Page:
High compression ratio and efficiency governed self-ignition internal combustion engine

A high compression ratio internal combustion engine operable on a fuel capable of being pressurized and vaporized to pressures above atmospheric pressure and having dual fuel introduction means respectively communicating with dual fuel sources. The first fuel introduction means is a low pressure fuel supply means by which fuel is introduced into the engine at low pressure in a fuel/air ratio mixture lower than which supports self-ignition under the temperatures generated by the compression thereof within the combustion chamber of the engine. A secondary--or auxiliary--fuel supply is provided and is capable of introducing predetermined amounts of only fuel in an atomized state and at elevated pressures greater than the pressure developed on the compression stroke within the combustion chamber. This secondary fuel is introduced into the combustion chamber at elevated pressure--and depending upon the fuel--at elevated temperature, and in amounts sufficient to raise the effective fuel/air ratio within the combustion chamber sufficient to support the self-ignition therein by the elevated temperatures which are compression generated within the combustion chamber.

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Description

BACKGROUND OF THE INVENTION

1. Field of the Invention

This invention relates to high compression governed self-ignition internal combustion engines.

2. Description of the Related Art

Presently known internal combustion engines are generally provided with spark ignition for purposes of igniting combustible mixtures of fuel and air while in a compressed state in the cylinders. Diesel-type engines are provided with higher compression ratio cylinders and pistons which draw air into the cylinder and thereafter, compress the air to a significantly higher compression ratio than the standard spark ignited gasoline engine. As a result of this high compression, the air in the cylinder is heated to a temperature higher than the ignition temperature of the diesel fuel. At a predetermined point in time during the piston cycle the diesel fuel is introduced into the cylinder and the compression of the air and the high temperature causes ignition and burning of the fuel.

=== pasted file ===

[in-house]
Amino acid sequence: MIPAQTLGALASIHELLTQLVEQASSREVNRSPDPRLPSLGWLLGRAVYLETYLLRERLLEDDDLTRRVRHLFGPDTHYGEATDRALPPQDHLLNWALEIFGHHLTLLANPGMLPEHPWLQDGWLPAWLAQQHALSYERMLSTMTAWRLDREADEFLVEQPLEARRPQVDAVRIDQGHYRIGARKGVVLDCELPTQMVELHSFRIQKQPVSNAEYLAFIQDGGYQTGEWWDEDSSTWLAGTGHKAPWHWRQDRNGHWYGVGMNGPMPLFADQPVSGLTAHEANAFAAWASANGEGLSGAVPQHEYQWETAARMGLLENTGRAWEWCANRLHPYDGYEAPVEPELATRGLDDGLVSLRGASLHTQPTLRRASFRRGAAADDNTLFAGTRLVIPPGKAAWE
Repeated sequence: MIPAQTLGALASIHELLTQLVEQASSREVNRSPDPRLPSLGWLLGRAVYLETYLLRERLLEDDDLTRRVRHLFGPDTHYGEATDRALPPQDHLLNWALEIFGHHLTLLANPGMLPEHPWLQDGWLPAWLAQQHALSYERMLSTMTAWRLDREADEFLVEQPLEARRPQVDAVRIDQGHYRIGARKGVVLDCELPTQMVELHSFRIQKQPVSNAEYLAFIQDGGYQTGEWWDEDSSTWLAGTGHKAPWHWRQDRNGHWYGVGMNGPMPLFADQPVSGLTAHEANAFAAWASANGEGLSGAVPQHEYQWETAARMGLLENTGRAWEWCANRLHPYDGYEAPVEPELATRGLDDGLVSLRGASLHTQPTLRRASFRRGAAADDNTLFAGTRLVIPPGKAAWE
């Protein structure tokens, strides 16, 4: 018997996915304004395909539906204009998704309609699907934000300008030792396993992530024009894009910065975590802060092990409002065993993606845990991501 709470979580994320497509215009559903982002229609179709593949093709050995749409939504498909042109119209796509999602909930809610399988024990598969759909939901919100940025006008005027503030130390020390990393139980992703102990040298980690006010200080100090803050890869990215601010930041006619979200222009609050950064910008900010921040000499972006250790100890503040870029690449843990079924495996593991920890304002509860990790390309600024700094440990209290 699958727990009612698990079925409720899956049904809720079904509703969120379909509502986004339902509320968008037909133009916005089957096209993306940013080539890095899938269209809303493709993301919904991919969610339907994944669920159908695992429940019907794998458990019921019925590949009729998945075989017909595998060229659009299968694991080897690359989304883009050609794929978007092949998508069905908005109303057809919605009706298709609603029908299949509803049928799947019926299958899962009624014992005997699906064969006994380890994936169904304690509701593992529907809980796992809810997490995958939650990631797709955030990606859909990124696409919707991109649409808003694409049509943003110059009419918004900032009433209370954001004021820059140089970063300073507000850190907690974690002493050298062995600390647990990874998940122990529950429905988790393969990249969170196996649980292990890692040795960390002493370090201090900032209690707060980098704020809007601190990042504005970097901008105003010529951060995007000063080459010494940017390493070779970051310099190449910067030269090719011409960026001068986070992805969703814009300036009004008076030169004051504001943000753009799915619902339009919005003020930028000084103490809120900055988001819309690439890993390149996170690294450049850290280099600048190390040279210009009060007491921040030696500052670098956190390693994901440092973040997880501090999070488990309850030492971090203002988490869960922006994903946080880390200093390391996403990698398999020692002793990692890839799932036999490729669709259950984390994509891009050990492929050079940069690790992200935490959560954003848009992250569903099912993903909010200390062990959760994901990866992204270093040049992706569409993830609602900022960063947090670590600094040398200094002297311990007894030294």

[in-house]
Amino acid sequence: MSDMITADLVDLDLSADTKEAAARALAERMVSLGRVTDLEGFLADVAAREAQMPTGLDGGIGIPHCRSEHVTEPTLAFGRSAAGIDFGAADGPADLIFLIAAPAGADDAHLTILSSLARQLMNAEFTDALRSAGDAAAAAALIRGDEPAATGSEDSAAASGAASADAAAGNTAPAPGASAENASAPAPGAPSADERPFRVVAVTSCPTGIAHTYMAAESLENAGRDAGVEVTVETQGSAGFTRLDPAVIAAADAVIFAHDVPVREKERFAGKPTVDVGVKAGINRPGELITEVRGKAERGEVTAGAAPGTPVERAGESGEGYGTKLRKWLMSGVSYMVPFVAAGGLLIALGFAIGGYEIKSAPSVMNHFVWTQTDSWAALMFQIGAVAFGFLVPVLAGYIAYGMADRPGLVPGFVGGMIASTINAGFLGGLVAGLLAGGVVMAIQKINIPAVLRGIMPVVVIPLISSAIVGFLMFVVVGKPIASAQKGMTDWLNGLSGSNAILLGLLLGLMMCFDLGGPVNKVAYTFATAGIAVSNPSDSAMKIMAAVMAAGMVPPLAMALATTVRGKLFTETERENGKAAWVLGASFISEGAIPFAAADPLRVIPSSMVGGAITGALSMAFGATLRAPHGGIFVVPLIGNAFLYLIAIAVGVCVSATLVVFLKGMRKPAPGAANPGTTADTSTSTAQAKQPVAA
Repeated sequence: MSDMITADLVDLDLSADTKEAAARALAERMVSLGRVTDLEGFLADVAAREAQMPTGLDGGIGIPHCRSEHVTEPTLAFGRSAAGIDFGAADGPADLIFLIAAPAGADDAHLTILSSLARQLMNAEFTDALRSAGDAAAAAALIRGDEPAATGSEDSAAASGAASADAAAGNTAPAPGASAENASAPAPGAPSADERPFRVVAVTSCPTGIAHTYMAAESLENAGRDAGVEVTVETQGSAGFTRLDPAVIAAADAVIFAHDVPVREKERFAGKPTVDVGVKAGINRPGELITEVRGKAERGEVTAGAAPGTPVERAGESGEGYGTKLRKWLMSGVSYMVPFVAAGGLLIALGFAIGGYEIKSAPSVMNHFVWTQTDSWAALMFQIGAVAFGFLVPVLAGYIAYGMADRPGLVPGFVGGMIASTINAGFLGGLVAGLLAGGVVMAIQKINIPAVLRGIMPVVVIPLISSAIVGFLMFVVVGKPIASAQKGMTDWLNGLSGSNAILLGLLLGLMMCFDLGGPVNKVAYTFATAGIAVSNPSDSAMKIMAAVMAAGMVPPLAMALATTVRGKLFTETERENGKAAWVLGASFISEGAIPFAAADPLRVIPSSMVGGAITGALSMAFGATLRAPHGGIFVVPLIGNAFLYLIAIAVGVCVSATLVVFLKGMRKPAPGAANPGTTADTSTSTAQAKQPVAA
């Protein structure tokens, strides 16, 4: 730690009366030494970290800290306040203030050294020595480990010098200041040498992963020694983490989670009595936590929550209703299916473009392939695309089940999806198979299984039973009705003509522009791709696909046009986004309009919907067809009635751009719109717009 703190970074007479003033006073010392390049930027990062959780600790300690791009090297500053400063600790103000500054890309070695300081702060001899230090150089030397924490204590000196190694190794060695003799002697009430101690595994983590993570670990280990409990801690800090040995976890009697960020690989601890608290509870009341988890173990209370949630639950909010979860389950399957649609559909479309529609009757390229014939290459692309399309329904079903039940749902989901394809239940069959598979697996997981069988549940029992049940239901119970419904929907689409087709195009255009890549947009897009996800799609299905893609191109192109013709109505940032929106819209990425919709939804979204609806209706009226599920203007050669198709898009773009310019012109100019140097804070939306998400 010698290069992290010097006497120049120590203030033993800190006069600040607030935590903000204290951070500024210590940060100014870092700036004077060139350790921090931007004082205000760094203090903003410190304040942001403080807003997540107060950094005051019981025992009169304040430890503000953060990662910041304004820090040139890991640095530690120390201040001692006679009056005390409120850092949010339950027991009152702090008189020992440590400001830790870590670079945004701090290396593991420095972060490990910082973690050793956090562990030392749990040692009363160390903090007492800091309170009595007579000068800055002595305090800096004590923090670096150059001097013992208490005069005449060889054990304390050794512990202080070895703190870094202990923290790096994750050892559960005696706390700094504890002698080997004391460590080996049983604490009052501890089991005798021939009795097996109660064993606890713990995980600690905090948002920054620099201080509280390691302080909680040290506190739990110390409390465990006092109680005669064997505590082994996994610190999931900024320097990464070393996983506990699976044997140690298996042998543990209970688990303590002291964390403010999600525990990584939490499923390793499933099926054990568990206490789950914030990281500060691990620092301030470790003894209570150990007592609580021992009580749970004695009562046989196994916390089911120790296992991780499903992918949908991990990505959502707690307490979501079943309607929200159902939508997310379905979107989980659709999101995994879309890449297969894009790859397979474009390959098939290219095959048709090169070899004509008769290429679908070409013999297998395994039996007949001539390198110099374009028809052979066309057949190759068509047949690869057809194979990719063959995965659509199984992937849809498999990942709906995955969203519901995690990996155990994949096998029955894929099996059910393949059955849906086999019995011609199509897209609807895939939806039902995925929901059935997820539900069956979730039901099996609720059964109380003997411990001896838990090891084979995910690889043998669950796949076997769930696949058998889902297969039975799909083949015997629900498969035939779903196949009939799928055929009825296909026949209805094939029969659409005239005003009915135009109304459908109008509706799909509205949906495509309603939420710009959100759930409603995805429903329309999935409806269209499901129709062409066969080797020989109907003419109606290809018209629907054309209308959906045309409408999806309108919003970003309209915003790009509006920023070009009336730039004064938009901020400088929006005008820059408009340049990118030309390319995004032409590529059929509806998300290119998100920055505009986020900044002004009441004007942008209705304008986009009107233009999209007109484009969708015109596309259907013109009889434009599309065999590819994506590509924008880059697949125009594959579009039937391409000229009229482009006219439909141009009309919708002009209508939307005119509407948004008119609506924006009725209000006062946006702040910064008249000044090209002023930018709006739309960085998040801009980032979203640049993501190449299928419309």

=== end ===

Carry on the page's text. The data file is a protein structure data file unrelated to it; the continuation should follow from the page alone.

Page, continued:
Both the standard spark ignited gasoline engine and the diesel engine suffer from a number of well-known disadvantages. Firstly, the spark ignited gasoline engine does not normally provide complete, or nearly complete, burning of the fuel in the cylinders so that the energy delivered by the engine is a much lower percentage than that of which it would be capable if more complete burning took place. The diesel engine, on the other hand, is operable at a higher compression ratio than the gasoline engine but the mixture residence time of the diesel fuel and the air in the cylinder space above the piston is less than the mixture residence time of the gasoline engine. Accordingly, the economical operation and efficiency of diesel engines depends largely on the quality of vaporization of the fuel and there is no precise control point at which time burning will take place. Specifically, control of the ignition point in a diesel engine is difficult to maintain throughout the speed range of the engine with the result that at lower speeds the lack of precise ignition timing causes a periodic engine knocking noise, while at higher speeds the diesel engine is incapable of increasing its power output after a predetermined level. I have invented an engine which utilizes a dual fuel introduction system to control self-ignition and which operates at higher efficiency and avoids the disadvantages of both the spark ignited gasoline engine and the diesel engine.

SUMMARY OF THE INVENTION